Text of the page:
To state a claim under 42 U.S.C. § 1983, a plaintiff must allege the violation of a right secured by the federal Constitution or laws and must show that the deprivation was committed by a person acting under color of state law. West v. Atkins, 487 U.S. 42, 48 (1988); Street v. Corr. Corp. of Am., 102 F.3d 810, 814 (6th Cir. 1996). Because § 1983 is a method for vindicating federal rights, not a source of substantive rights itself, the first step in an action under § 1983 is to identify the specific constitutional right allegedly infringed. Albright v. Oliver, 510 U.S. 266, 271 (1994).

III. Eleventh Amendment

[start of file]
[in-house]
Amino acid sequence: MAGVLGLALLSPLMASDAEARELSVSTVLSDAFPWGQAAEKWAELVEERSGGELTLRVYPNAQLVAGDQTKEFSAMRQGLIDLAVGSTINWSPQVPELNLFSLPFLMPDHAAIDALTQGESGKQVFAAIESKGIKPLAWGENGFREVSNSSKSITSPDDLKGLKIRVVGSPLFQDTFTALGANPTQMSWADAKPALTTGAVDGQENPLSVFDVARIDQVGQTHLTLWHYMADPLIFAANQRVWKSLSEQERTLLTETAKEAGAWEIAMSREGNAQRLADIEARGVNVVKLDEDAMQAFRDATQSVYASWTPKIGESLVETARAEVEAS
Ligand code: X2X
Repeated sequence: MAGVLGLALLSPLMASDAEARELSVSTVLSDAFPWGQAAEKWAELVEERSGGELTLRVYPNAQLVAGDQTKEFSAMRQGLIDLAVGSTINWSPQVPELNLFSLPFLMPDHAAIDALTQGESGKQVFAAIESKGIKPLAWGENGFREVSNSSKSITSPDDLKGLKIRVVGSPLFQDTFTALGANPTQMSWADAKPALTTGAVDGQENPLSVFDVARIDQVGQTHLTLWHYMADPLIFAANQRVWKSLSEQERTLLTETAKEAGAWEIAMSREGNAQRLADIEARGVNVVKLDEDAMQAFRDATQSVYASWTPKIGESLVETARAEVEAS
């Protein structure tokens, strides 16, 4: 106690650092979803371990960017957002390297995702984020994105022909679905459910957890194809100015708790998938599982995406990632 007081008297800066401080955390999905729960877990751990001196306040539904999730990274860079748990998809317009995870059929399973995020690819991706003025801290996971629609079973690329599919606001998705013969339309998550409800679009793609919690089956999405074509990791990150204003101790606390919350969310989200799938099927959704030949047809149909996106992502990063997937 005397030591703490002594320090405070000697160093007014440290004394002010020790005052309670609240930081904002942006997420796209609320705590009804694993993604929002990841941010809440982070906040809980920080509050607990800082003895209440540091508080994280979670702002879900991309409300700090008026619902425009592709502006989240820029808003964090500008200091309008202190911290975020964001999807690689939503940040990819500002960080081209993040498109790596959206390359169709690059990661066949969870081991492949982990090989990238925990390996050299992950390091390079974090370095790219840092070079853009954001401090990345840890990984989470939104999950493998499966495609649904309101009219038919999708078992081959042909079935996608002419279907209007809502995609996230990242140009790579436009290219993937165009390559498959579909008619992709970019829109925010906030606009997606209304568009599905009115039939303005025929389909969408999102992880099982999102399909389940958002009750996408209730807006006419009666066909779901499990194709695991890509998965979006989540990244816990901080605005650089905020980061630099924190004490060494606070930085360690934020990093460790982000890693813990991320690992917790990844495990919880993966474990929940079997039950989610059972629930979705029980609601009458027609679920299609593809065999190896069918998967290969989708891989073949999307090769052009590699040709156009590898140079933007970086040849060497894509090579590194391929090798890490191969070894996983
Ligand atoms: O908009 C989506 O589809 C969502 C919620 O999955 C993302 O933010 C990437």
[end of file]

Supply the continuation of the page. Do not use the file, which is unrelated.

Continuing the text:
Plaintiff may not maintain a § 1983 action against the MDOC. Regardless of the form of relief requested, the states and their departments are immune under the Eleventh Amendment from suit in the federal courts, unless the state has waived immunity or Congress has expressly abrogated Eleventh Amendment immunity by statute. See Pennhurst State Sch. & Hosp. v. Halderman, 465 U.S. 89, 98-101 (1984); Alabama v. Pugh, 438 U.S. 781, 782 (1978); O'Hara v. Wigginton, 24 F.3d 823, 826 (6th Cir. 1994). Congress has not expressly abrogated Eleventh Amendment immunity by statute, Quern v. Jordan, 440 U.S. 332, 341 (1979), and the State of Michigan has not consented to civil rights suits in federal court. Abick v. Michigan, 803 F.2d 874, 877 (6th Cir. 1986). In numerous opinions, the Sixth Circuit has specifically held that the MDOC is absolutely immune from a § 1983 suit under the Eleventh Amendment. See, e.g., Harrison v. Michigan, 722 F.3d 768, 771 (6th Cir. 2013); Diaz v. Mich. Dep't of Corr., 703 F.3d 956, 962 (6th Cir. 2013); McCoy v. Michigan, 369 F. App'x 646, 653-54 (6th Cir. 2010). In addition, the State of Michigan (acting through the MDOC) is not a "person" who may be sued under § 1983 for money damages. See Lapides v. Bd. of Regents, 535 U.S. 613, 617 (2002) (citing Will v. Mich. Dep't of State Police, 491 U.S. 58, 66 (1989)); Harrison, 722 F.3d at 771. Therefore, the Court dismisses the MDOC.